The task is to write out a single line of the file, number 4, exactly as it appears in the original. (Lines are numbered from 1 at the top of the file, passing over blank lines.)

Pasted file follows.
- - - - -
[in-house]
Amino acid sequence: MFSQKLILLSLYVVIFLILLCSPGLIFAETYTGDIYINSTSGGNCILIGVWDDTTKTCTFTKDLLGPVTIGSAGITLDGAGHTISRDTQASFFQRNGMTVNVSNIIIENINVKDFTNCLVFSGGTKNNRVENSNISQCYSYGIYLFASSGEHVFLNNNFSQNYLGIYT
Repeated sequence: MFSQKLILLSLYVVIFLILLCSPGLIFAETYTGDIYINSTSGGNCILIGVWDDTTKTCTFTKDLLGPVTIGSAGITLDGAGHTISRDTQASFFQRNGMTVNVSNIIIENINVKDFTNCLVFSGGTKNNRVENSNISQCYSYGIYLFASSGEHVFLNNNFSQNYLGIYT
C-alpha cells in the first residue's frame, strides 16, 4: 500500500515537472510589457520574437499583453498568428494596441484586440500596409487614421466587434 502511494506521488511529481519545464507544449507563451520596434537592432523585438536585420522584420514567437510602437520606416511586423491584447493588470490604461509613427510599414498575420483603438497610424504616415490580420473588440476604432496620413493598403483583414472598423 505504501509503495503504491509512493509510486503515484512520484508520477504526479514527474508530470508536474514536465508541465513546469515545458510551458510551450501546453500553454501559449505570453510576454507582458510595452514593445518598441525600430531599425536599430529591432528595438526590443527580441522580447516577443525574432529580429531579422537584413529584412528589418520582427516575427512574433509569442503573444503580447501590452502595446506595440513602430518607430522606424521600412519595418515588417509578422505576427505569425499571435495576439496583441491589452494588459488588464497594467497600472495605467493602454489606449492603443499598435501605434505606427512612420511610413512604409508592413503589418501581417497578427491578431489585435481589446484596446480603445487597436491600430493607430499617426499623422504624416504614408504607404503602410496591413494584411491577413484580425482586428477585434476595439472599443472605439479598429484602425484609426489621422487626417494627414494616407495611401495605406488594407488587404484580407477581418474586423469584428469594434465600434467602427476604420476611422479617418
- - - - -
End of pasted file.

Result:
C-alpha cells in the first residue's frame, strides 16, 4: 500500500515537472510589457520574437499583453498568428494596441484586440500596409487614421466587434 502511494506521488511529481519545464507544449507563451520596434537592432523585438536585420522584420514567437510602437520606416511586423491584447493588470490604461509613427510599414498575420483603438497610424504616415490580420473588440476604432496620413493598403483583414472598423 505504501509503495503504491509512493509510486503515484512520484508520477504526479514527474508530470508536474514536465508541465513546469515545458510551458510551450501546453500553454501559449505570453510576454507582458510595452514593445518598441525600430531599425536599430529591432528595438526590443527580441522580447516577443525574432529580429531579422537584413529584412528589418520582427516575427512574433509569442503573444503580447501590452502595446506595440513602430518607430522606424521600412519595418515588417509578422505576427505569425499571435495576439496583441491589452494588459488588464497594467497600472495605467493602454489606449492603443499598435501605434505606427512612420511610413512604409508592413503589418501581417497578427491578431489585435481589446484596446480603445487597436491600430493607430499617426499623422504624416504614408504607404503602410496591413494584411491577413484580425482586428477585434476595439472599443472605439479598429484602425484609426489621422487626417494627414494616407495611401495605406488594407488587404484580407477581418474586423469584428469594434465600434467602427476604420476611422479617418